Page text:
When Apple founder Steve Jobs passed away nearly two years ago, it seemed inevitable that a film honoring the technological and business genius would come out of Hollywood. Jobs, starring Ashton Kutcher as the young Steve Jobs, proves to be an interesting film with some positive elements including a pro-capitalist perspective.
Steve Jobs was somewhat of a mystical man to the public, and the film helps to contribute to the man’s mystique. It tells the story of Jobs’ life from when he started Apple to when he returned to the struggling Apple company, 10 years after its board of directors had fired him. It details how he helped to turn the company around and immortalize himself as a legend. The film spans 30 years, from 1971 to 2001 and attempts to provide an emotional perspective to a story about a technological empire.
Steve Jobs was a college dropout who experienced many of the same struggles as most other young people: confusion about his future and a desire to discover his purpose. He found himself in a delicate and vulnerable place that allowed external influences to distract him. In the film, we see Steve make some unwise choices including experimentation with drugs.
Jobs allowed his quest for self-discovery to take him to India, but the best he could find was a job working for a difficult video game maker.
But Jobs had an eye for greatness, and when his friend Steve Wozniak (Josh Gad) showed him a new computer board, Steve recognized its potential. Together, Jobs and Wozniak built and sold those computer boards, and called their tiny company “Apple.” And when they found an investor to help back the startup company, everything seemed to fall right into place.
Just a few years later, Apple launched the highly successful Apple II personal computer, propelling Apple into a whole new class of businesses, a multi-million dollar one.
Unfortunately, Jobs discovers that all that glitters is not gold. Though at this point he did not have to fear financial problems, he faced an entirely new set of problems that accompanies success, particularly difficult board members who viewed him as an impediment to the company as a result of his obsession with perfection and his eccentricities. In fact, these personality traits hurt Jobs’ personal relationships as well. The board, focused only on money, decides to oust the company’s creator.
Not one to give up in the face of adversity, Jobs creates a new computer company called NeXT. Meanwhile, without Jobs Apple begins to fail.
During his time away from Apple, Jobs manages to gain some control over his emotions and is in a stable marriage. His stability gives the Apple board the security they need to feel comfortable enough to bring Jobs back. They offer him a position as an interim CEO.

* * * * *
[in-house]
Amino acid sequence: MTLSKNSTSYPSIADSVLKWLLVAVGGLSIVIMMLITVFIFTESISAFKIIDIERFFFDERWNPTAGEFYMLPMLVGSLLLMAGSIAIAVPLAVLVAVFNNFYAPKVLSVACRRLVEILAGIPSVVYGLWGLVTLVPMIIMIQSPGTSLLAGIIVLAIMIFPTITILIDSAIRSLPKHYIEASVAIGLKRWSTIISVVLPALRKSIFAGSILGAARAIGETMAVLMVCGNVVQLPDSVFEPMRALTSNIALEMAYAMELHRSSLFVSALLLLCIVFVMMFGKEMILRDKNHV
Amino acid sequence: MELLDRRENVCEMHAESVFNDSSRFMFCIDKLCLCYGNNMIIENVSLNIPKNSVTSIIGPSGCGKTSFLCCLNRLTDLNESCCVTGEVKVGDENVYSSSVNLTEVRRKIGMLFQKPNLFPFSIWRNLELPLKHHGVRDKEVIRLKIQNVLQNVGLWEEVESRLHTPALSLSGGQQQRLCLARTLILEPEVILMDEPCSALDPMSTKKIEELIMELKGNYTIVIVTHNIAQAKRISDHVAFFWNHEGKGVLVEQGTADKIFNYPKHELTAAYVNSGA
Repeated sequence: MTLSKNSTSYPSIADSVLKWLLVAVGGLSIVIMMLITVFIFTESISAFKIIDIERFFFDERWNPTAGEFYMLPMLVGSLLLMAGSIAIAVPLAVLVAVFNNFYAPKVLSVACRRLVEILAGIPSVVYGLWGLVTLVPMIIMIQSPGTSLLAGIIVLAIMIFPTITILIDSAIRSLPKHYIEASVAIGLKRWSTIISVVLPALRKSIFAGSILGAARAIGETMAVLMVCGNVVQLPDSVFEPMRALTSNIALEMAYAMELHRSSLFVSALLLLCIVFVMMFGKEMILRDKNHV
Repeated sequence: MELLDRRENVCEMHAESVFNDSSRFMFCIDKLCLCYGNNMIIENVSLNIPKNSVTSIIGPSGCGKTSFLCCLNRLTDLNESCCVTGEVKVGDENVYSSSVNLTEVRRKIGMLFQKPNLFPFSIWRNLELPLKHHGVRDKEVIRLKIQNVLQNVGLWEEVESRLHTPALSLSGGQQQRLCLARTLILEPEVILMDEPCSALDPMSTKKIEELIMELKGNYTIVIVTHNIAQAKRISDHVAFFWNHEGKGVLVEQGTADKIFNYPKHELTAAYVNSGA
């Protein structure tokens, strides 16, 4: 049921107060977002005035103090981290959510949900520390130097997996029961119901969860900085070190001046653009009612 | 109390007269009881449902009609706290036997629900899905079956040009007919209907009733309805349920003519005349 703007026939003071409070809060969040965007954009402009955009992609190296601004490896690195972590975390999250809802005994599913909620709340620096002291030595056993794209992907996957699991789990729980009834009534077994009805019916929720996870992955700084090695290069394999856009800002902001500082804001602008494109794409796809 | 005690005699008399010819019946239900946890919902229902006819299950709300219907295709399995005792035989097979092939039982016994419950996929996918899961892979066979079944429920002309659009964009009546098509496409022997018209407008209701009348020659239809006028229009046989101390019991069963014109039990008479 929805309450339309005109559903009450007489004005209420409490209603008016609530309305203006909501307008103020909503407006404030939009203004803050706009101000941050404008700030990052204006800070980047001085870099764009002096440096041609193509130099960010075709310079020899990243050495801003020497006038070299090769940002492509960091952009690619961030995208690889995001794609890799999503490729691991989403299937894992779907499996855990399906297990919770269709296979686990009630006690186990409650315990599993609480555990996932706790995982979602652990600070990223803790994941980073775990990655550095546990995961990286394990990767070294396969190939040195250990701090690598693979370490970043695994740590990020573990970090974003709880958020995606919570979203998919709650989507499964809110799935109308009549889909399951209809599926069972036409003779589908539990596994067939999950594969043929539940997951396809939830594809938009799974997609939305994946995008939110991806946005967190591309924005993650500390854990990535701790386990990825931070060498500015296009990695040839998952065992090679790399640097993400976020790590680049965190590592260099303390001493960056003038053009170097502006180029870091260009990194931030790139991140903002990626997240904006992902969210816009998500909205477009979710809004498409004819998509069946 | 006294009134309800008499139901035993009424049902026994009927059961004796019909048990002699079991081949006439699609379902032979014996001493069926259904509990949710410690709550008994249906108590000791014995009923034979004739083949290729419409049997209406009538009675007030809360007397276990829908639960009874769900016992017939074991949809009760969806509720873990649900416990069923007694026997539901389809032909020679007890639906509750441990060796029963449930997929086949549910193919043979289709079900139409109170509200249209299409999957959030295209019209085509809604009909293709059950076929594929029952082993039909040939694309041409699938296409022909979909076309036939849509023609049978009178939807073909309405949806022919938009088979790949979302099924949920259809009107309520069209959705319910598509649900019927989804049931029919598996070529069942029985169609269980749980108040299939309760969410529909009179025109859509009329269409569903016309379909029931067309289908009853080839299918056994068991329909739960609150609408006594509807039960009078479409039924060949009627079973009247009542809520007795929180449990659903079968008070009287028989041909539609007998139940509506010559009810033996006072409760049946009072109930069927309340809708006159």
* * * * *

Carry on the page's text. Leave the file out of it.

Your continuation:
It is after Jobs’ return that Apple really takes off.
Interestingly, this is ultimately where the movie ends, a conscious decision of the film’s director, Joshua Michael Stern, who said that he “wanted to end the story where his story really begins.” For Stern, the film is “a prehistory of the Mac.”
While Jobs is an entertaining film, its effort to squeeze 30 years of history into a two-hour film might have been a bit too ambitious. As a result, it sort of oversimplifies the complexities of the man who was Steve Jobs.
Those who fancy themselves well versed on the history of Apple and the biographical history of Steve Jobs have noted that the film is not entirely accurate and that key elements are missing, but much of this is a result of the film’s effort to compress a lot of history into two hours. Therefore, significant storylines such as Jobs’ relationship with the Xerox Corporation and with Pixar are not found in this film, much to the chagrin of some moviegoers.
The director shied away from some of the more tech-heavy elements of the Jobs-Apple story because he wanted the film to focus more on the man behind Apple than the technology. Yet, ironically, the film’s portrayal of the man is lacking. Jobs garnered a reputation for being passionate and eccentric and for struggling with demons, but these characteristics of the man translate poorly on screen. And Jobs’ relationship with his out-of-wedlock daughter, whom he initially denied was his child, does not carry the emotional weight that they should.
There is very little in the way of spiritual elements in the film. Even though Jobs had become a Buddhist, the film only hints at that aspect of his life.
But the film does exude some important moral lessons. Steve’s failure to balance his work life with his family life takes its toll, and the film seems to come down hard on the notion of putting work ahead of all other things.
There is also a pro-life sentiment in the film, though whether or not this was intended is difficult to ascertain. After Steve Jobs was born, he was put up for adoption, and the film depicts him struggling to accept that part of his life. At one point in the film, Jobs opines, “Who has a baby and throws it away like it’s nothing?”
The amazing thing about the film and its subject is the extent to which the real-life biography ensures the film’s inspiring nature. To see what a college dropout can accomplish with just ingenuity and drive is certainly inspirational – and the film does not disappoint in this regard.
Of course, Steve Jobs was not perfect, and those aspects of the Apple genius are present in the film as well, so viewers should watch the film with caution. It is not appropriate for children, since there is a heavy presence of foul language, and there is also some drug use and sexual innuendo.
Republished from: The New American